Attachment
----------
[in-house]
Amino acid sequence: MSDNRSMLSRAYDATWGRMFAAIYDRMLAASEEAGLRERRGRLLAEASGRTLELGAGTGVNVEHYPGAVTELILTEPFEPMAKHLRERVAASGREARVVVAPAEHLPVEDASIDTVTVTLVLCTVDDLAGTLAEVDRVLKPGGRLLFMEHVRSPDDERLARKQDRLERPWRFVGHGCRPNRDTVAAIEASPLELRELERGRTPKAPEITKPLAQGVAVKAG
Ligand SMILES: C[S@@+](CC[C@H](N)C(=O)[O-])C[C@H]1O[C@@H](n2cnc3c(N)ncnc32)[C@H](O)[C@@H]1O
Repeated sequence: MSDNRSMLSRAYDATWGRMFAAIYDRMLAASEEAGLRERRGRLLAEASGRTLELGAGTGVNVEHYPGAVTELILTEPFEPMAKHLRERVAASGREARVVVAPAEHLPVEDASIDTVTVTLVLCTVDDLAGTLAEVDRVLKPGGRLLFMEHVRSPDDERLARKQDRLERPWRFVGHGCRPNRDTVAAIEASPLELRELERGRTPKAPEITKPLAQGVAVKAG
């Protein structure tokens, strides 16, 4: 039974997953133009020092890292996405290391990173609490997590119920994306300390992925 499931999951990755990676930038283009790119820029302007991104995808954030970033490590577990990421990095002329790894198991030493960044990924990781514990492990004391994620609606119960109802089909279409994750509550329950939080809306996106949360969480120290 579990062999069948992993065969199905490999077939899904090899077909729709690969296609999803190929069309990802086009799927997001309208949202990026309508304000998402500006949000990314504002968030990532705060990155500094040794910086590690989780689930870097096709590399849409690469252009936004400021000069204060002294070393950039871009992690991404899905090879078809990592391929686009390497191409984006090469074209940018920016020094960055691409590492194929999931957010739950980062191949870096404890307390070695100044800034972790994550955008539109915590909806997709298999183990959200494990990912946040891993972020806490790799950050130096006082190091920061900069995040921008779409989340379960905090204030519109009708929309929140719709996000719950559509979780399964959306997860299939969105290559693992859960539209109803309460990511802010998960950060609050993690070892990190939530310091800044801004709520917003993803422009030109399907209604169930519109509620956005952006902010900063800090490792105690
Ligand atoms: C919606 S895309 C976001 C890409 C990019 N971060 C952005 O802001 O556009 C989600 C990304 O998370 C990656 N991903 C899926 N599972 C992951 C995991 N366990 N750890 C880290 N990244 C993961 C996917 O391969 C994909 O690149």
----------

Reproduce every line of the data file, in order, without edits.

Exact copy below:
[in-house]
Amino acid sequence: MSDNRSMLSRAYDATWGRMFAAIYDRMLAASEEAGLRERRGRLLAEASGRTLELGAGTGVNVEHYPGAVTELILTEPFEPMAKHLRERVAASGREARVVVAPAEHLPVEDASIDTVTVTLVLCTVDDLAGTLAEVDRVLKPGGRLLFMEHVRSPDDERLARKQDRLERPWRFVGHGCRPNRDTVAAIEASPLELRELERGRTPKAPEITKPLAQGVAVKAG
Ligand SMILES: C[S@@+](CC[C@H](N)C(=O)[O-])C[C@H]1O[C@@H](n2cnc3c(N)ncnc32)[C@H](O)[C@@H]1O
Repeated sequence: MSDNRSMLSRAYDATWGRMFAAIYDRMLAASEEAGLRERRGRLLAEASGRTLELGAGTGVNVEHYPGAVTELILTEPFEPMAKHLRERVAASGREARVVVAPAEHLPVEDASIDTVTVTLVLCTVDDLAGTLAEVDRVLKPGGRLLFMEHVRSPDDERLARKQDRLERPWRFVGHGCRPNRDTVAAIEASPLELRELERGRTPKAPEITKPLAQGVAVKAG
């Protein structure tokens, strides 16, 4: 039974997953133009020092890292996405290391990173609490997590119920994306300390992925 499931999951990755990676930038283009790119820029302007991104995808954030970033490590577990990421990095002329790894198991030493960044990924990781514990492990004391994620609606119960109802089909279409994750509550329950939080809306996106949360969480120290 579990062999069948992993065969199905490999077939899904090899077909729709690969296609999803190929069309990802086009799927997001309208949202990026309508304000998402500006949000990314504002968030990532705060990155500094040794910086590690989780689930870097096709590399849409690469252009936004400021000069204060002294070393950039871009992690991404899905090879078809990592391929686009390497191409984006090469074209940018920016020094960055691409590492194929999931957010739950980062191949870096404890307390070695100044800034972790994550955008539109915590909806997709298999183990959200494990990912946040891993972020806490790799950050130096006082190091920061900069995040921008779409989340379960905090204030519109009708929309929140719709996000719950559509979780399964959306997860299939969105290559693992859960539209109803309460990511802010998960950060609050993690070892990190939530310091800044801004709520917003993803422009030109399907209604169930519109509620956005952006902010900063800090490792105690
Ligand atoms: C919606 S895309 C976001 C890409 C990019 N971060 C952005 O802001 O556009 C989600 C990304 O998370 C990656 N991903 C899926 N599972 C992951 C995991 N366990 N750890 C880290 N990244 C993961 C996917 O391969 C994909 O690149």